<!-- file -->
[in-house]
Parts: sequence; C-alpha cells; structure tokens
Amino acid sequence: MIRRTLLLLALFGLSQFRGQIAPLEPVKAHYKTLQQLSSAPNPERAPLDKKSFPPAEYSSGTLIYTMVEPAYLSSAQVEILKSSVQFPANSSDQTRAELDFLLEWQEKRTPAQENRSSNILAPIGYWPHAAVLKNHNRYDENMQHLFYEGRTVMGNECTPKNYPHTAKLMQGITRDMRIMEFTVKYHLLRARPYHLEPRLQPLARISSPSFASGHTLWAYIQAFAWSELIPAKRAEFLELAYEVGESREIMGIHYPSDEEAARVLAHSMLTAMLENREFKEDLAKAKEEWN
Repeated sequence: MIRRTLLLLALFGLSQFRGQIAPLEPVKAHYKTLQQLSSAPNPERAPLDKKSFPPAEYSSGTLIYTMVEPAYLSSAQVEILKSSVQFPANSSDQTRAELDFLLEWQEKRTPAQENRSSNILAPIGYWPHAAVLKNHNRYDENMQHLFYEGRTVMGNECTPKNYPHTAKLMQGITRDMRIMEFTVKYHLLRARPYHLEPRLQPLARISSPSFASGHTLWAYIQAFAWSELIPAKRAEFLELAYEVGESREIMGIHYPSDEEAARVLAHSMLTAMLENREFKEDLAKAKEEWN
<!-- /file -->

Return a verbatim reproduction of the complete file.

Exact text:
[in-house]
Parts: sequence; C-alpha cells; structure tokens
Amino acid sequence: MIRRTLLLLALFGLSQFRGQIAPLEPVKAHYKTLQQLSSAPNPERAPLDKKSFPPAEYSSGTLIYTMVEPAYLSSAQVEILKSSVQFPANSSDQTRAELDFLLEWQEKRTPAQENRSSNILAPIGYWPHAAVLKNHNRYDENMQHLFYEGRTVMGNECTPKNYPHTAKLMQGITRDMRIMEFTVKYHLLRARPYHLEPRLQPLARISSPSFASGHTLWAYIQAFAWSELIPAKRAEFLELAYEVGESREIMGIHYPSDEEAARVLAHSMLTAMLENREFKEDLAKAKEEWN
Repeated sequence: MIRRTLLLLALFGLSQFRGQIAPLEPVKAHYKTLQQLSSAPNPERAPLDKKSFPPAEYSSGTLIYTMVEPAYLSSAQVEILKSSVQFPANSSDQTRAELDFLLEWQEKRTPAQENRSSNILAPIGYWPHAAVLKNHNRYDENMQHLFYEGRTVMGNECTPKNYPHTAKLMQGITRDMRIMEFTVKYHLLRARPYHLEPRLQPLARISSPSFASGHTLWAYIQAFAWSELIPAKRAEFLELAYEVGESREIMGIHYPSDEEAARVLAHSMLTAMLENREFKEDLAKAKEEWN